HOLLYWOOD—Speaking from the perspective of a reporter, yes the term can be moved around slightly depending on those who prefer journalist, I’d like to consider myself a reporter. One who does the digging, the investigation and not the incentive to rush a story for the pure sake of getting it out there before everyone else without having all the appropriate facts.

I’ve seen two films in the journalistic arena that I have a massive amount of respect for: one being the 2009 drama “State of Play,” the other being the 2015 drama “Spotlight.” So much buzz has been circulating around “Spotlight” and why it’s being deemed one of the best pieces of cinema for the year 2015, and I must agree. Not just in the notion of being a journalist but because the film is so invigorating, suspenseful, captivating and keeps the viewers immersed from the opening moment to the closing scene.

Having a cast where the level of acting is top-notch, rarely takes place in a movie, but “Spotlight” encompasses a bevy of actors and actresses whose skills compliments the other. I mean Michael Keaton, John Slattery, Liev Schreiber, Rachel McAdams, Brian d’Arcy James, Mark Ruffalo, Stanley Tucci and a host of others. For those not in the know, the movie chronicles the explosion of the sex abuse scandal involving the Catholic Church. This was not a story that simply happened over night, it was something that was years in the making and it was a team of reporters from the Boston Globe known as the ‘Spotlight’ team who were responsible for bringing the news to light to the American public.

Before watching the picture I kept asking myself, precisely what does ‘Spotlight’ mean? I now know the answer to that question. Whenever filmmakers tackle a subject that is based on a true story or real life events it’s always a touchy subject, but director Tom McCarthy does so with such a delicacy. He doesn’t forget to pinpoint not just the narrative of what is taking place, but the story behind the people who were responsible for helping make this story come to light.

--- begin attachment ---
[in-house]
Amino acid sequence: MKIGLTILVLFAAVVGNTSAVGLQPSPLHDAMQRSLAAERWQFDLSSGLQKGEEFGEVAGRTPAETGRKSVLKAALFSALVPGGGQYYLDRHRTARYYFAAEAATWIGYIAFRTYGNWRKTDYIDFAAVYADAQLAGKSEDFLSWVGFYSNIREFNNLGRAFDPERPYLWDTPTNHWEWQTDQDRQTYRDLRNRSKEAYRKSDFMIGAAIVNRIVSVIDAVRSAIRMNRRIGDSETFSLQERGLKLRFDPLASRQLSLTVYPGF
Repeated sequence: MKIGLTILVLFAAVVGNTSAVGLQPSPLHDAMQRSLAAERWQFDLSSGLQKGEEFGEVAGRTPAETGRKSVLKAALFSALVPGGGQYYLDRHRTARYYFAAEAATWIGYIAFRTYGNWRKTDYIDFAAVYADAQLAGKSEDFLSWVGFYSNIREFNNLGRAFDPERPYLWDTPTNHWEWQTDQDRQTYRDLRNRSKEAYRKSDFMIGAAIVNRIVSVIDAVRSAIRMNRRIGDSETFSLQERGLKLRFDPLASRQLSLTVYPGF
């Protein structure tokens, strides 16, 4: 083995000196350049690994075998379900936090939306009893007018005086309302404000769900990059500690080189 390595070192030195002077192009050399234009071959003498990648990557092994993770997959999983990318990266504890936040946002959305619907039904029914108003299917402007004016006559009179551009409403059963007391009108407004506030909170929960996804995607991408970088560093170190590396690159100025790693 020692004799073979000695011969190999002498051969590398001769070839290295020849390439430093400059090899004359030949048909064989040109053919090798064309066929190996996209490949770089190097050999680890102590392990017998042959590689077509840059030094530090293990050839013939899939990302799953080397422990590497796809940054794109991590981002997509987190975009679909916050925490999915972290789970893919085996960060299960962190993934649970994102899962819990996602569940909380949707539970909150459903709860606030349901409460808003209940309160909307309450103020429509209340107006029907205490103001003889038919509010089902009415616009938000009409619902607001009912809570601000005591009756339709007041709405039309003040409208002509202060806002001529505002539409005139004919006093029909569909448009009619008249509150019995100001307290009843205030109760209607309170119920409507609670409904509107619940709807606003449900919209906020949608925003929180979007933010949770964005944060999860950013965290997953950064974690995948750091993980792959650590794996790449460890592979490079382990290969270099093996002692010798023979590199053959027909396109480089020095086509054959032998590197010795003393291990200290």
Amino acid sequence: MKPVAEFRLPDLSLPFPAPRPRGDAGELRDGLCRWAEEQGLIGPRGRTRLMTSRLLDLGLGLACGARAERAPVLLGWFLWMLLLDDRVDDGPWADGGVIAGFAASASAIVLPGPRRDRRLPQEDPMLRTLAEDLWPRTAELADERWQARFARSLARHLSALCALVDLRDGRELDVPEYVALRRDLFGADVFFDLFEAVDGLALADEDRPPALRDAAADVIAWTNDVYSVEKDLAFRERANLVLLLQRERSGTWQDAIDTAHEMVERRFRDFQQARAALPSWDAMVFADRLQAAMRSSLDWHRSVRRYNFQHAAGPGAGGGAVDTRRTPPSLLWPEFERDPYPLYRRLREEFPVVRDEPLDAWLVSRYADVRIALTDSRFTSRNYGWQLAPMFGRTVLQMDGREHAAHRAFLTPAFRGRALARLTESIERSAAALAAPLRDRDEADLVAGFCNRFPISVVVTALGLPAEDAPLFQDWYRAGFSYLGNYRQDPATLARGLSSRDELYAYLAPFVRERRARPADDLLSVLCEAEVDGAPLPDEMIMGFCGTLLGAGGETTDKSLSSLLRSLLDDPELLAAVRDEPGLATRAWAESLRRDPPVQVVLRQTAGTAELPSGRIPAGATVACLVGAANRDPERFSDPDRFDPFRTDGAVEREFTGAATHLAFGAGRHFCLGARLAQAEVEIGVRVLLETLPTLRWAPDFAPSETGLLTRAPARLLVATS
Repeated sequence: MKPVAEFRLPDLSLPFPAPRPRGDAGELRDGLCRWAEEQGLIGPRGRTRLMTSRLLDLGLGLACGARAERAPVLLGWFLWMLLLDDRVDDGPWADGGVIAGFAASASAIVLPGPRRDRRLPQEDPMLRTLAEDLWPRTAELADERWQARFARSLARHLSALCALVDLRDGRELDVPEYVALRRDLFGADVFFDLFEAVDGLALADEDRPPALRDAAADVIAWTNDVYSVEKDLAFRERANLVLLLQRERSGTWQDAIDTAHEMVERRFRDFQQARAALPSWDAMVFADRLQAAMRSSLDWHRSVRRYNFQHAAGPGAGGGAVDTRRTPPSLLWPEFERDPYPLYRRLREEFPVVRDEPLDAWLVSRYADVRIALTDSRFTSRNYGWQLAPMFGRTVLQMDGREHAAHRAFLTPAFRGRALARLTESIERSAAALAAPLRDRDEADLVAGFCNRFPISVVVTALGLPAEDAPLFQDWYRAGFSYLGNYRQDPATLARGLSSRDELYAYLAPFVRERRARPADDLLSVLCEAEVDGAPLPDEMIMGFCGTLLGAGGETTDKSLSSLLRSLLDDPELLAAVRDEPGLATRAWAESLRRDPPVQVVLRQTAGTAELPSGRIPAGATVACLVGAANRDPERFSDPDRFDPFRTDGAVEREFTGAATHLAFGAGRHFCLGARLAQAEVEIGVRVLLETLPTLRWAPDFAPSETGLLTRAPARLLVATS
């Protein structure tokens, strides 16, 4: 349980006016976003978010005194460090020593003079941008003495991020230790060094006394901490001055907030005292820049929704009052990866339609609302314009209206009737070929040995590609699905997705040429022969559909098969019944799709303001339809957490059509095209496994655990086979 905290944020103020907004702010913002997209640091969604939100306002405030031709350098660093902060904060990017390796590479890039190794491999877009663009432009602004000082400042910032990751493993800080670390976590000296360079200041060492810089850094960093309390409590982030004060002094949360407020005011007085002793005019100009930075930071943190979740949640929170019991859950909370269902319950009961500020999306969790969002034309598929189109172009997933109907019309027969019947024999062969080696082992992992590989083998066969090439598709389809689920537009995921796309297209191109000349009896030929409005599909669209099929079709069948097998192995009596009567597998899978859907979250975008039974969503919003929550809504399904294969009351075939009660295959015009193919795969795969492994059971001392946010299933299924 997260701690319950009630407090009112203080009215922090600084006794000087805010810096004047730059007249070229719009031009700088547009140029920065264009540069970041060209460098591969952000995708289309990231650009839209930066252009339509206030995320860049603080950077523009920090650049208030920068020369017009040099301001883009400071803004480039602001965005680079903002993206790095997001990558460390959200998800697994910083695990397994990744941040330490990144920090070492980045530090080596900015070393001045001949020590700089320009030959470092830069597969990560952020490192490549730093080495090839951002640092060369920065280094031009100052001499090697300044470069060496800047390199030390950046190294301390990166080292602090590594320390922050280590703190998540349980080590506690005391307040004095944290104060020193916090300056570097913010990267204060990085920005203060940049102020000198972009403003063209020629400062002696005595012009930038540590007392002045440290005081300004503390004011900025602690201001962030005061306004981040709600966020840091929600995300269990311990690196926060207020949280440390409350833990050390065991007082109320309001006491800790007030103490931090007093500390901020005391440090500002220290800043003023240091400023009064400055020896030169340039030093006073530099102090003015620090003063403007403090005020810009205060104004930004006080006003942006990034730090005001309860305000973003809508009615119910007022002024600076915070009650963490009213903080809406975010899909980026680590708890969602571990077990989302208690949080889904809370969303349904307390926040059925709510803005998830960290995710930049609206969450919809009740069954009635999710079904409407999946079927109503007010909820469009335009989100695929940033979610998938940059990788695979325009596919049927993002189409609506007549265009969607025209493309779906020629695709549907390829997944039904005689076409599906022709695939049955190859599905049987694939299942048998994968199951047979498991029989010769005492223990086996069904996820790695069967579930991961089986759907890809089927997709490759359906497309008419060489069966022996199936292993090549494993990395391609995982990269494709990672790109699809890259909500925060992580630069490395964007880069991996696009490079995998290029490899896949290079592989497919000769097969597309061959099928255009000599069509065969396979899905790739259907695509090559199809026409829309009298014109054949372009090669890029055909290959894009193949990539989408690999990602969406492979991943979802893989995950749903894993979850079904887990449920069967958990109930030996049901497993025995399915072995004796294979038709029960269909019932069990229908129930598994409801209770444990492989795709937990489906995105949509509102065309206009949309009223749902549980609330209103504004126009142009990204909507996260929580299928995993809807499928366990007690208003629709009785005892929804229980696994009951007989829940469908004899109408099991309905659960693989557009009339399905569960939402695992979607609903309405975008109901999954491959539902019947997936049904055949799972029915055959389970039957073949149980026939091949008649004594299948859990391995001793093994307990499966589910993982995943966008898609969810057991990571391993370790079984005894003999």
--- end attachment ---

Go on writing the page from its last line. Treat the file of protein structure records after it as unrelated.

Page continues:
Keaton portrays Robby Robinson, editor and the leading member of the exclusive team of reporters who work on top-notch stories with a level of precision and pure dedication is sensational. I cannot fathom how in the world Keaton was overlooked in the Best Actor race this awards season. This is NOT a supporting role; it’s a performance that is front and center throughout the entire film. That same sentiment can be echoed for many of his counterparts including Ruffalo who portrays reporter Michael Rezendes, and Adams who portrays Sacha Pfeiffer.

That scene where Ruffalo unleashes his response to the story being placed on hold is a bit of a moment where Oscar is screaming. Yes, I know everyone is in the corner of Sylvester Stallone for his work in “Creed,” but dammit please don’t forget what Ruffalo does in this movie, it’s remarkable. What I appreciate the most about the movie is seeing what true journalism is all about; the door to door knocking, the fact-finding, the investigative reporting, doing the hard work; something that isn’t seen as much nowadays in the journalism world. “Spotlight” echoes that it’s okay to gather all the vital information, to accurately check it before putting a story out there without all the proper information.

It almost boils your skin to see to what lengths people will steep to in order to cover their tracks. I mean we’re talking about the Catholic Church, police officers, politicians, lawyers and a sleuth of others who participated in this cover up in an attempt to prevent a black eye being placed in the world of religion. “Spotlight” hits the spectator with emotional punches that at times are quite unexpected to say the least; that however is the power of true cinema. It provokes raw emotions that you never expect to surface.

If you are a cinema buff or someone who appreciates true journalism “Spotlight” is a movie that is not just something for entertainment value. It tells a story, one that is quite important and that needed to be shared with the rest of the world.